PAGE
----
Tuesday, November 10, 2009

How not to reassure the public, FHA style.

The FHA is looking to reassure taxpayers and politicians that it won't need a bailout from all the bad loans it has made and is still making.

From WAPO:
"It is absolutely a myth that they would have to go to Congress for money," said Marvin Phaup, a former budget analyst at the Congressional Budget Office and now a budget expert at Pew Charitable Trusts. "The FHA has permanent authority to get money from the Treasury because it is backed by the full faith and credit of the federal government."
. The agency is in effect tapping money it previously parked with Treasury. But if losses on FHA-backed loans continue, the agency could find itself overdrawn, yet payments from Treasury would not stop. They would automatically continue, rescuing the agency with taxpayer money

Great, well I am sure the politicians feel blessed that they won't have the political embarrassment of funding another bailout (and they WOULD). But the taxpayer still gets the shaft which is the whole point. So I am not sure why the FHA is going around tooting the horn on how they won't need a bailout.

"FHA could not compete as well for the best borrowers, and it was left with some of the riskier borrowers,"

Here is a radical idea.. Don't try to compete for bad borrowers. It turns out you lose a lot of money doing that.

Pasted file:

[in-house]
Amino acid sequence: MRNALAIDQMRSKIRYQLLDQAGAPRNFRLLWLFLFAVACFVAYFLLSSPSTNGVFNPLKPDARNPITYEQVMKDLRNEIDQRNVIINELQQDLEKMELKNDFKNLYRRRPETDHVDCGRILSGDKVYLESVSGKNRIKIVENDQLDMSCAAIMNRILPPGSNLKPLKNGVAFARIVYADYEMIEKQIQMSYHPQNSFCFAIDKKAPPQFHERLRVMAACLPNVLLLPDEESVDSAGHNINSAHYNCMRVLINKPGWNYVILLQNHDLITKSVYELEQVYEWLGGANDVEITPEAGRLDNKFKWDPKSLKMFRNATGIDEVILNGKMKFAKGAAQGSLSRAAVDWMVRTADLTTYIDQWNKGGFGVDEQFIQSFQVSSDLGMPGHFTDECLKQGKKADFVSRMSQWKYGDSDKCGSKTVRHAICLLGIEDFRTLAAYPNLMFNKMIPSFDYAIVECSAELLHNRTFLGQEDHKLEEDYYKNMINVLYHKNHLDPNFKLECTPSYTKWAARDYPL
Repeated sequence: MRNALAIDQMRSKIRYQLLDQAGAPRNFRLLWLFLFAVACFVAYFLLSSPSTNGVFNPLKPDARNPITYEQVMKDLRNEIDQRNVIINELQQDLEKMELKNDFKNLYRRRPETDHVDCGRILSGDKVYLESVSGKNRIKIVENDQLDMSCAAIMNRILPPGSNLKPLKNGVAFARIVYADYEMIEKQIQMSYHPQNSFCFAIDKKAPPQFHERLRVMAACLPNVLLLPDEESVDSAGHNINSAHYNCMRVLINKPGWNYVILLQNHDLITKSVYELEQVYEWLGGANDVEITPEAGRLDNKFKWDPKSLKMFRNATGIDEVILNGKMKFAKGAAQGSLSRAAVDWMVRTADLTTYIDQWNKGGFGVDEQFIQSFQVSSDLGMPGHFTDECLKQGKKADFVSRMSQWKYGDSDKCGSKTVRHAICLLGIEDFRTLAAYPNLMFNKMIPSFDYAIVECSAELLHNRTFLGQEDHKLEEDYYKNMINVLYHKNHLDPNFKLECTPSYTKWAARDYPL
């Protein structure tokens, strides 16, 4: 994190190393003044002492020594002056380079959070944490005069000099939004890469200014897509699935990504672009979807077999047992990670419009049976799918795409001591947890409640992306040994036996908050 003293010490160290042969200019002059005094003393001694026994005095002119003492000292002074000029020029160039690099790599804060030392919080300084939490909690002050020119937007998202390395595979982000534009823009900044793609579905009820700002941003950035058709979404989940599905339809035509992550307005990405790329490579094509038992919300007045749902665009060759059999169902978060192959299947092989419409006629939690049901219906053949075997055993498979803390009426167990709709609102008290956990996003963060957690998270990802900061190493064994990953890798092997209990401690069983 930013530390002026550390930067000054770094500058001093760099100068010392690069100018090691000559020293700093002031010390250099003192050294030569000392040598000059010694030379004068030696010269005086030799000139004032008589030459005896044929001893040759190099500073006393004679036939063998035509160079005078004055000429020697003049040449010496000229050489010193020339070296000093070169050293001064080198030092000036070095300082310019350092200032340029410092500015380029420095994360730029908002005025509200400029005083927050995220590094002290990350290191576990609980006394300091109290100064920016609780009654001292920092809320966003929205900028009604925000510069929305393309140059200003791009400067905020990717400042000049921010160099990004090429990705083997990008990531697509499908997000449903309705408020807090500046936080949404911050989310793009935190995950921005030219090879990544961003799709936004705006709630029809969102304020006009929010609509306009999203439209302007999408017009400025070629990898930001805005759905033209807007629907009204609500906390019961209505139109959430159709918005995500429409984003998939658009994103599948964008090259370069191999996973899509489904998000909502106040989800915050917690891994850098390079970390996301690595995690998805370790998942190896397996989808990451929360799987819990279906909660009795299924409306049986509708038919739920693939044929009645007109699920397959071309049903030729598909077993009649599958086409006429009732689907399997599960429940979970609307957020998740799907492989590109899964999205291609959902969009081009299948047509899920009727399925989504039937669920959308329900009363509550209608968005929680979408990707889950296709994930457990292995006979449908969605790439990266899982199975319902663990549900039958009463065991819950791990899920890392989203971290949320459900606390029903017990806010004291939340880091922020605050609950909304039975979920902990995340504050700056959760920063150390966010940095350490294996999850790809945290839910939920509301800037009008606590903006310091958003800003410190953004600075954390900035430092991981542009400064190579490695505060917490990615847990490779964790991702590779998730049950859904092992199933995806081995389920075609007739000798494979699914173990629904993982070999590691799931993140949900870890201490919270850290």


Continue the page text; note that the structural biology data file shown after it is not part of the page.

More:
FHA Commissioner David H. Stevens has said that the audit results will appear dire because they offer a snapshot of the agency's financial standing at the depths of a severe recession without taking into account new loans the FHA will insure or the fact that many of these loans have been made to more creditworthy borrowers than the FHA typically caters to.

Bernie Madoff could have had the same logic. That accounting for losses as the fund stands now doesn't account for all the people he is about to swindle in the future. If the only way the fund is solvent is to take in more business then it isn't a solvent insurance fund. But no politician will touch this with a ten foot pole, taking away any "support" from the housing market is verbotten. So the taxpayers will continue to pay. But nobody in politics can look further forward than today so they can have an excuse that nobody can possibly have seen it coming.

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